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Modelling Paleoindian dispersals

Modelling Paleoindian dispersals
Modelling Paleoindian dispersals
It is reasonable to expect that the global dispersal of modern humans was influenced by habitat variation in space and time; but many simulation models average such variation into a single, homogeneous surface across which the dispersal process is modelled. We present a demographic simulation model in which rates of spatial range expansion can be modified by local habitat values. The broad-scale vegetation cover of North America during the late last glacial is reconstructed and mapped at thousand-year intervals, 13,000-10,000 radiocarbon years BP. Results of the simulation of human dispersal into North America during the late last glacial are presented; output appears to match observed variation in occupancy of habitats during this period (as assessed from discard rates of diagnostic artefacts), if we assume that intrinsic population growth rates were fairly high and that local population densities varied as a function of environmental carrying capacity. Finally, a number of issues are raised relating to present limitations and possible future extensions of the simulation model.
demographic modelling, paleoecology, human dispersals, fisher-skellam, paleoindian, clovis, fluted point
286-305
Steele, James
3506e505-d2ea-4aca-b4d2-751dc3ef21be
Adams, Jonathan
60c7d6a7-9c02-4f4d-acec-3fcb54eec843
Sluckin, Tim
8dbb6b08-7034-4ae2-aa65-6b80072202f6
Steele, James
3506e505-d2ea-4aca-b4d2-751dc3ef21be
Adams, Jonathan
60c7d6a7-9c02-4f4d-acec-3fcb54eec843
Sluckin, Tim
8dbb6b08-7034-4ae2-aa65-6b80072202f6

Steele, James, Adams, Jonathan and Sluckin, Tim (1998) Modelling Paleoindian dispersals. World Archaeology, 30 (2), 286-305.

Record type: Article

Abstract

It is reasonable to expect that the global dispersal of modern humans was influenced by habitat variation in space and time; but many simulation models average such variation into a single, homogeneous surface across which the dispersal process is modelled. We present a demographic simulation model in which rates of spatial range expansion can be modified by local habitat values. The broad-scale vegetation cover of North America during the late last glacial is reconstructed and mapped at thousand-year intervals, 13,000-10,000 radiocarbon years BP. Results of the simulation of human dispersal into North America during the late last glacial are presented; output appears to match observed variation in occupancy of habitats during this period (as assessed from discard rates of diagnostic artefacts), if we assume that intrinsic population growth rates were fairly high and that local population densities varied as a function of environmental carrying capacity. Finally, a number of issues are raised relating to present limitations and possible future extensions of the simulation model.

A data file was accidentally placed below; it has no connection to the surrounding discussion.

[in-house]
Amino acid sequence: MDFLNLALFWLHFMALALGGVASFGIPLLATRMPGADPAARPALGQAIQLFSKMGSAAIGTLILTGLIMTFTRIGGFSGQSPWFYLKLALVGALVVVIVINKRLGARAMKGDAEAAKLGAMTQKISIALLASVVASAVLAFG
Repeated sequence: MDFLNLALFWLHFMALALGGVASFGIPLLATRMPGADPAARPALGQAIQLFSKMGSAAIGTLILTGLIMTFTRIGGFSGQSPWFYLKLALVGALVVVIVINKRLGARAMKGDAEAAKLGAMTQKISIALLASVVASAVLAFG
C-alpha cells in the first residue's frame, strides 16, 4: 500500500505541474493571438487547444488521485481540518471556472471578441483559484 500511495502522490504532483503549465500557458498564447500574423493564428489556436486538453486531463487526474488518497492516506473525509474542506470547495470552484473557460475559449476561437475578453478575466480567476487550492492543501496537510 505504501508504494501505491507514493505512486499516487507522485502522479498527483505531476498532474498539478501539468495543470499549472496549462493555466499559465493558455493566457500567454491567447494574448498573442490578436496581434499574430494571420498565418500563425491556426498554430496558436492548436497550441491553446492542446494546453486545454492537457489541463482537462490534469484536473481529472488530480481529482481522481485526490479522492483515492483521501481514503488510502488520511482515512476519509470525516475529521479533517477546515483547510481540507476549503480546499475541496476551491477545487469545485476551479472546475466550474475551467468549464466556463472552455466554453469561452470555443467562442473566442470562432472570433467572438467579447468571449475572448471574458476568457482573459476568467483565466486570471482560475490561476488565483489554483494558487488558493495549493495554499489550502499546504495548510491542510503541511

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adams_et_al1998_preprint - Accepted Manuscript
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More information

Published date: 1998
Keywords: demographic modelling, paleoecology, human dispersals, fisher-skellam, paleoindian, clovis, fluted point

Identifiers

Local EPrints ID: 29570
URI: http://eprints.soton.ac.uk/id/eprint/29570
PURE UUID: 3b9f15f6-5746-4e4a-8800-ca3c3fe484c6
ORCID for Tim Sluckin: ORCID iD orcid.org/0000-0002-9163-0061

Catalogue record

Date deposited: 02 May 2007
Last modified: 09 Jan 2022 02:32

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Contributors

Author: James Steele
Author: Jonathan Adams
Author: Tim Sluckin ORCID iD

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